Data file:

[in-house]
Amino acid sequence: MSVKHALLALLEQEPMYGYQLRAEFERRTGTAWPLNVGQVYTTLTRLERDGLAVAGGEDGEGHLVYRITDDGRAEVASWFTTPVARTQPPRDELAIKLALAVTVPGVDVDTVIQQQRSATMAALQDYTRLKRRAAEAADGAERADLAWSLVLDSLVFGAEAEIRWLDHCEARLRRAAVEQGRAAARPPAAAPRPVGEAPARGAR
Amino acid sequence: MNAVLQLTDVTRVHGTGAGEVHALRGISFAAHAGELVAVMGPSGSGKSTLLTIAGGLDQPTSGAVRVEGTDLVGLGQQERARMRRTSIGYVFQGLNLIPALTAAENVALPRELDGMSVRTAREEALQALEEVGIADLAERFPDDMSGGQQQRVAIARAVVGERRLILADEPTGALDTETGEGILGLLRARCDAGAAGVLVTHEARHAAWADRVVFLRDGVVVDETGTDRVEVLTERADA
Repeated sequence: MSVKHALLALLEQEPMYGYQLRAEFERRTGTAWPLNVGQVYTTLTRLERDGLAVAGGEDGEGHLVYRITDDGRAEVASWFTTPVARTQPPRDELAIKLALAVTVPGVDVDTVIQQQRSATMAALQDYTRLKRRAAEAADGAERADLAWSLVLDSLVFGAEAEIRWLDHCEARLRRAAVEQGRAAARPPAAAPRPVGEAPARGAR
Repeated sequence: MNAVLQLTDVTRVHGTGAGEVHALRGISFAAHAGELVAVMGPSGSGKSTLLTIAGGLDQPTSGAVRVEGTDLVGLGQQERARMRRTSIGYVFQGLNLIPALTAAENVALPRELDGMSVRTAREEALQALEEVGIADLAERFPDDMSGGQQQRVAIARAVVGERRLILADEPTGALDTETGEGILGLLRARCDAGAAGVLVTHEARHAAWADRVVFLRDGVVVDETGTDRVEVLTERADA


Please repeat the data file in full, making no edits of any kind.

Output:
[in-house]
Amino acid sequence: MSVKHALLALLEQEPMYGYQLRAEFERRTGTAWPLNVGQVYTTLTRLERDGLAVAGGEDGEGHLVYRITDDGRAEVASWFTTPVARTQPPRDELAIKLALAVTVPGVDVDTVIQQQRSATMAALQDYTRLKRRAAEAADGAERADLAWSLVLDSLVFGAEAEIRWLDHCEARLRRAAVEQGRAAARPPAAAPRPVGEAPARGAR
Amino acid sequence: MNAVLQLTDVTRVHGTGAGEVHALRGISFAAHAGELVAVMGPSGSGKSTLLTIAGGLDQPTSGAVRVEGTDLVGLGQQERARMRRTSIGYVFQGLNLIPALTAAENVALPRELDGMSVRTAREEALQALEEVGIADLAERFPDDMSGGQQQRVAIARAVVGERRLILADEPTGALDTETGEGILGLLRARCDAGAAGVLVTHEARHAAWADRVVFLRDGVVVDETGTDRVEVLTERADA
Repeated sequence: MSVKHALLALLEQEPMYGYQLRAEFERRTGTAWPLNVGQVYTTLTRLERDGLAVAGGEDGEGHLVYRITDDGRAEVASWFTTPVARTQPPRDELAIKLALAVTVPGVDVDTVIQQQRSATMAALQDYTRLKRRAAEAADGAERADLAWSLVLDSLVFGAEAEIRWLDHCEARLRRAAVEQGRAAARPPAAAPRPVGEAPARGAR
Repeated sequence: MNAVLQLTDVTRVHGTGAGEVHALRGISFAAHAGELVAVMGPSGSGKSTLLTIAGGLDQPTSGAVRVEGTDLVGLGQQERARMRRTSIGYVFQGLNLIPALTAAENVALPRELDGMSVRTAREEALQALEEVGIADLAERFPDDMSGGQQQRVAIARAVVGERRLILADEPTGALDTETGEGILGLLRARCDAGAAGVLVTHEARHAAWADRVVFLRDGVVVDETGTDRVEVLTERADA